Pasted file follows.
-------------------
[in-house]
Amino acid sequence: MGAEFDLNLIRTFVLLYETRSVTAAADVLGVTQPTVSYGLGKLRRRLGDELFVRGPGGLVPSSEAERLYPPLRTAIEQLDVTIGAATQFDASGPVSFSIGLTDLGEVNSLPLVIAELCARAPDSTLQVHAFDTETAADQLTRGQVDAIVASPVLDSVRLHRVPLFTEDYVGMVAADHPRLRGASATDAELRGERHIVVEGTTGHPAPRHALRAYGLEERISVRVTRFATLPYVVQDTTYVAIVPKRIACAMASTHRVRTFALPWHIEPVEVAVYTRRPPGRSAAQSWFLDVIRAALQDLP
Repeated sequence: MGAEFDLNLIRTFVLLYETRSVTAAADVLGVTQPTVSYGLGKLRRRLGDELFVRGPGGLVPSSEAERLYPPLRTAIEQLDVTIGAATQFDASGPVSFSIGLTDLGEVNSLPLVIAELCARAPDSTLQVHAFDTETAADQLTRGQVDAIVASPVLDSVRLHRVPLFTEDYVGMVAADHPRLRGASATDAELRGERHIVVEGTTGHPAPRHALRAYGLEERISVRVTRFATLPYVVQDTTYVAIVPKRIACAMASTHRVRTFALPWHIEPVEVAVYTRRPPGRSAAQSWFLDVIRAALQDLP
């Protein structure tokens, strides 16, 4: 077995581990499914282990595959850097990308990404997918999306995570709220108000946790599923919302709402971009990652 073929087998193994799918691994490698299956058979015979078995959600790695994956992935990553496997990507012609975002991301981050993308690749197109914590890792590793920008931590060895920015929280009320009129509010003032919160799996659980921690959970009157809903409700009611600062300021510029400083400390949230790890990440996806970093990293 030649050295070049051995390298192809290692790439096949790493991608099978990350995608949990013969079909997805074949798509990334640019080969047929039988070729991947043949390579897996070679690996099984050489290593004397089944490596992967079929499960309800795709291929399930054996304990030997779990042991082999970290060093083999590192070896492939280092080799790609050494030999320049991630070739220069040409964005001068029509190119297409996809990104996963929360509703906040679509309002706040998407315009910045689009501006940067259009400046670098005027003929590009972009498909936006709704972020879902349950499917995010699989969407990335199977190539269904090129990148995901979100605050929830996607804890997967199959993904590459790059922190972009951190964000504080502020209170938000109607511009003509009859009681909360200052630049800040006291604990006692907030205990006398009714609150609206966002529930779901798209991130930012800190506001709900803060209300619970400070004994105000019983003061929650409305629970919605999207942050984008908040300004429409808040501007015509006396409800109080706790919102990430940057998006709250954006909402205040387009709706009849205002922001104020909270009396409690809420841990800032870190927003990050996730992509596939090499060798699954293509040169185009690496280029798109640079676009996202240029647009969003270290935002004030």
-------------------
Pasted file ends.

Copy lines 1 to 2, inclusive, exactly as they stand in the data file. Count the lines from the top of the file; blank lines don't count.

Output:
[in-house]
Amino acid sequence: MGAEFDLNLIRTFVLLYETRSVTAAADVLGVTQPTVSYGLGKLRRRLGDELFVRGPGGLVPSSEAERLYPPLRTAIEQLDVTIGAATQFDASGPVSFSIGLTDLGEVNSLPLVIAELCARAPDSTLQVHAFDTETAADQLTRGQVDAIVASPVLDSVRLHRVPLFTEDYVGMVAADHPRLRGASATDAELRGERHIVVEGTTGHPAPRHALRAYGLEERISVRVTRFATLPYVVQDTTYVAIVPKRIACAMASTHRVRTFALPWHIEPVEVAVYTRRPPGRSAAQSWFLDVIRAALQDLP